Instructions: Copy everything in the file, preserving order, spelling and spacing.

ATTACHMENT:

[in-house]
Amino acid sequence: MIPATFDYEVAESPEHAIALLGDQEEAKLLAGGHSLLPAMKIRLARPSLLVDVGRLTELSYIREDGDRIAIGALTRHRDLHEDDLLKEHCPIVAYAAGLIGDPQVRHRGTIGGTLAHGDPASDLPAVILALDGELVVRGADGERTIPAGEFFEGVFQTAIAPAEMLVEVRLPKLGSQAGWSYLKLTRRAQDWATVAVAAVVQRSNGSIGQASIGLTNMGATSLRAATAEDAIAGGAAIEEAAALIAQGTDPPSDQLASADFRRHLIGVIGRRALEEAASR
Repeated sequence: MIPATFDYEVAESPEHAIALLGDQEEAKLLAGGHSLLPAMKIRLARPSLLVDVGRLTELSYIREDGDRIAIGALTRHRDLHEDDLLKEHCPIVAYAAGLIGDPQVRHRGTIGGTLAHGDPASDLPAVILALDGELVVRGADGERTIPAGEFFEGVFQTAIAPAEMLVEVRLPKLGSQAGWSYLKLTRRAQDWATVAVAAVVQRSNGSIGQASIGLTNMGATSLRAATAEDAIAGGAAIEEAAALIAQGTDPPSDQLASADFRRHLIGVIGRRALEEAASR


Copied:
[in-house]
Amino acid sequence: MIPATFDYEVAESPEHAIALLGDQEEAKLLAGGHSLLPAMKIRLARPSLLVDVGRLTELSYIREDGDRIAIGALTRHRDLHEDDLLKEHCPIVAYAAGLIGDPQVRHRGTIGGTLAHGDPASDLPAVILALDGELVVRGADGERTIPAGEFFEGVFQTAIAPAEMLVEVRLPKLGSQAGWSYLKLTRRAQDWATVAVAAVVQRSNGSIGQASIGLTNMGATSLRAATAEDAIAGGAAIEEAAALIAQGTDPPSDQLASADFRRHLIGVIGRRALEEAASR
Repeated sequence: MIPATFDYEVAESPEHAIALLGDQEEAKLLAGGHSLLPAMKIRLARPSLLVDVGRLTELSYIREDGDRIAIGALTRHRDLHEDDLLKEHCPIVAYAAGLIGDPQVRHRGTIGGTLAHGDPASDLPAVILALDGELVVRGADGERTIPAGEFFEGVFQTAIAPAEMLVEVRLPKLGSQAGWSYLKLTRRAQDWATVAVAAVVQRSNGSIGQASIGLTNMGATSLRAATAEDAIAGGAAIEEAAALIAQGTDPPSDQLASADFRRHLIGVIGRRALEEAASR